THE GREAT AMERICAN DOCUMENTS by Ruth Ashby

THE GREAT AMERICAN DOCUMENTS

Volume 1: 1620-1830
by , illustrated by

KIRKUS REVIEW

An illustrated history of the early United States, narrated by Uncle Sam.

As the straightforward title suggests, there is nothing artistically radical or subversive here, just a straightforward account of the development of the United States, from the landing of the Pilgrims through the establishment of the colonies and to the issues of states’ rights and slavery that would split the nation in the Civil War (where Volume 2 will resume the narrative). The decision by children’s and young-adult book author Ashby (Young Charles Darwin and the Voyage of the Beagle, 2009) to focus on 20 documents might make the material seem dry, but the panels from Colón (Inner Sanctum: Tales of Horror, Mystery and Suspense, 2011, etc.) highlight how much discussion, debate, argument and even warfare went into each. Ashby also doesn’t limit the focus to the greatest hits—the Declaration of Independence, the Constitution—but shows the importance of less-familiar writings such as Thomas Paine’s Common Sense, “perhaps the most influential publication in American history.” Paine’s more obscure The American Crisis also receives its due. What the narrative makes plain is how much of what citizens take for granted was initially the source of so much controversy. Early on, “most Americans—even the Founding Fathers—still thought of themselves first and foremost as citizens of their home states, not the United States.” Among the colonists, religious freedom and even free speech were contentious issues rather than essential liberties; the decision to declare independence from England was by no means unanimous; and the balance between the state and federal governments remained precarious. The narrative doesn’t sugarcoat history, as it shows how the capitulation on the slavery issue, deemed necessary for these states to be united, made civil war inevitable and how the Indian Removal Act also betrayed the equality that was a founding principle.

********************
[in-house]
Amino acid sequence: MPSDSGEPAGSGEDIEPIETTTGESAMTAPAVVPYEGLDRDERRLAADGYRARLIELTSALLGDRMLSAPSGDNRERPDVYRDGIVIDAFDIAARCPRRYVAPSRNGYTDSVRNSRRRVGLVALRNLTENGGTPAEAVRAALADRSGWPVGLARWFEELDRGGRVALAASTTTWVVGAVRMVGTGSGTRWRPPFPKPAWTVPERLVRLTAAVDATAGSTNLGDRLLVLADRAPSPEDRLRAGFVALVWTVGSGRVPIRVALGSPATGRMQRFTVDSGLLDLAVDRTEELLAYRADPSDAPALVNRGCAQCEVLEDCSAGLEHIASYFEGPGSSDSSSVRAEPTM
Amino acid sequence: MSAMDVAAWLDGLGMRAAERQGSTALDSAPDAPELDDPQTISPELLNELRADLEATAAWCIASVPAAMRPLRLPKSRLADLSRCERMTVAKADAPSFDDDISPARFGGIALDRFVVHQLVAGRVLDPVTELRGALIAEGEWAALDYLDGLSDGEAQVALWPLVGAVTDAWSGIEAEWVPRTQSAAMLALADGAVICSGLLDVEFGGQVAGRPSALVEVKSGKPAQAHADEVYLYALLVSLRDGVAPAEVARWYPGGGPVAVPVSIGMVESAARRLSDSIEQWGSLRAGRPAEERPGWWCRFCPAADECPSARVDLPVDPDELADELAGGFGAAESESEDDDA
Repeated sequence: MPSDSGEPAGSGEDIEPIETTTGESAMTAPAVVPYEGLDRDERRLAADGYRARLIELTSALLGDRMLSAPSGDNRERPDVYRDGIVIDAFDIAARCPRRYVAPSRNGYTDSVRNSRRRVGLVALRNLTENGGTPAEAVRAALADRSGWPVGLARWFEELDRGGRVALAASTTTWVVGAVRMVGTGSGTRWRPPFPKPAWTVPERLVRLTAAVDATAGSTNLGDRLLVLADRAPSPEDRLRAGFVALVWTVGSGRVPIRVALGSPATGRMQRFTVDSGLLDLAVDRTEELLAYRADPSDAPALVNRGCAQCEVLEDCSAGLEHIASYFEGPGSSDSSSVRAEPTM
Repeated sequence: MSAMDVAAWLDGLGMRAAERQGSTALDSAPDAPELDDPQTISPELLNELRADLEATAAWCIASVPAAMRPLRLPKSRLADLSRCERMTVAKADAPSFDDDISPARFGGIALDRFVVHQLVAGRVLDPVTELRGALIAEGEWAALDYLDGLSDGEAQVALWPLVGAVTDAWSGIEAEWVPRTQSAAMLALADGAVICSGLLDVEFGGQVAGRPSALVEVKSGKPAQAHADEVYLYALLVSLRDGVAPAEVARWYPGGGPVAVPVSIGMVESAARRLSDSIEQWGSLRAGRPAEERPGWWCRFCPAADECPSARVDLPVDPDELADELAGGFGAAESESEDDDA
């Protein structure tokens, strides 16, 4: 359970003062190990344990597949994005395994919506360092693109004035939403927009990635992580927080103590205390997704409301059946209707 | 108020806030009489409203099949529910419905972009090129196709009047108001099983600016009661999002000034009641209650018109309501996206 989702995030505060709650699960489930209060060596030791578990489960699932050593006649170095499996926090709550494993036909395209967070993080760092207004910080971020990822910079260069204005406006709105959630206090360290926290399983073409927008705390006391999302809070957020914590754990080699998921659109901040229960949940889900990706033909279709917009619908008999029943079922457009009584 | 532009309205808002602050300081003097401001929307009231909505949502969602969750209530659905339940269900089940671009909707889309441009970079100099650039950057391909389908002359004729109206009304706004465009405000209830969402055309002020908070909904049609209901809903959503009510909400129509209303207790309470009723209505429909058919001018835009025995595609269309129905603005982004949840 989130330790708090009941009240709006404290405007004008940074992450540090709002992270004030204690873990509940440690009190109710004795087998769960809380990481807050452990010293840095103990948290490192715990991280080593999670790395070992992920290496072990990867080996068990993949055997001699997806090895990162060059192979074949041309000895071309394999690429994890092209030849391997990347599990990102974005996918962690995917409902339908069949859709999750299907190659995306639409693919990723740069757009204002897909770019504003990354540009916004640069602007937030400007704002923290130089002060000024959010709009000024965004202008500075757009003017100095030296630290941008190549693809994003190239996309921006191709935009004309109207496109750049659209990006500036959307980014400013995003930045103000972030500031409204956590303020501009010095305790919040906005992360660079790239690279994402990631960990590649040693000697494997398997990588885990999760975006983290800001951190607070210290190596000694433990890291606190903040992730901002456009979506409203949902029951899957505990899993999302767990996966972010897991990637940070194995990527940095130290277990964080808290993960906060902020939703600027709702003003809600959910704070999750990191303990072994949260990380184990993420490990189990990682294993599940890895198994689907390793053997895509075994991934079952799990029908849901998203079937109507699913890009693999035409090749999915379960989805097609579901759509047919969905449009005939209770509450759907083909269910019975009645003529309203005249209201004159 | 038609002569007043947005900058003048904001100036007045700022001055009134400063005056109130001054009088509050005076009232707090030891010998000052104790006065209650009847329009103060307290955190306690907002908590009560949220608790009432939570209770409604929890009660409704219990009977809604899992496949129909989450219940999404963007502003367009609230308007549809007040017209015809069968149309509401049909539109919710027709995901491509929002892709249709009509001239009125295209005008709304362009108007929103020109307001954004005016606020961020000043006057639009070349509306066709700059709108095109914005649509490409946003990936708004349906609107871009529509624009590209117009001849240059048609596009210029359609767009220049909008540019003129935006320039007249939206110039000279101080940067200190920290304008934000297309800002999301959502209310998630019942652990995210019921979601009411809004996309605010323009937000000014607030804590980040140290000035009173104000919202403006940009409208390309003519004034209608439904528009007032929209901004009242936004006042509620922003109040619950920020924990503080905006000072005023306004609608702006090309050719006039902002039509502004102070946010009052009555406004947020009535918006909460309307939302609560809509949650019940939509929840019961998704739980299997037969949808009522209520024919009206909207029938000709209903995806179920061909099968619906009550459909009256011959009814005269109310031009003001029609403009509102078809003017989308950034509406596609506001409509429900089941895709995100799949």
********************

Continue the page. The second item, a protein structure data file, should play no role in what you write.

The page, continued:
The cartoon approach helps refresh history and make it come alive. A good primer for students and a refresher course for their parents.

Pub Date: April 15th, 2014
ISBN: 978-0-8090-9460-8
Page count: 160pp
Publisher: Hill and Wang/Farrar, Straus and Giroux
Review Posted Online:
Kirkus Reviews Issue: April 1st, 2014




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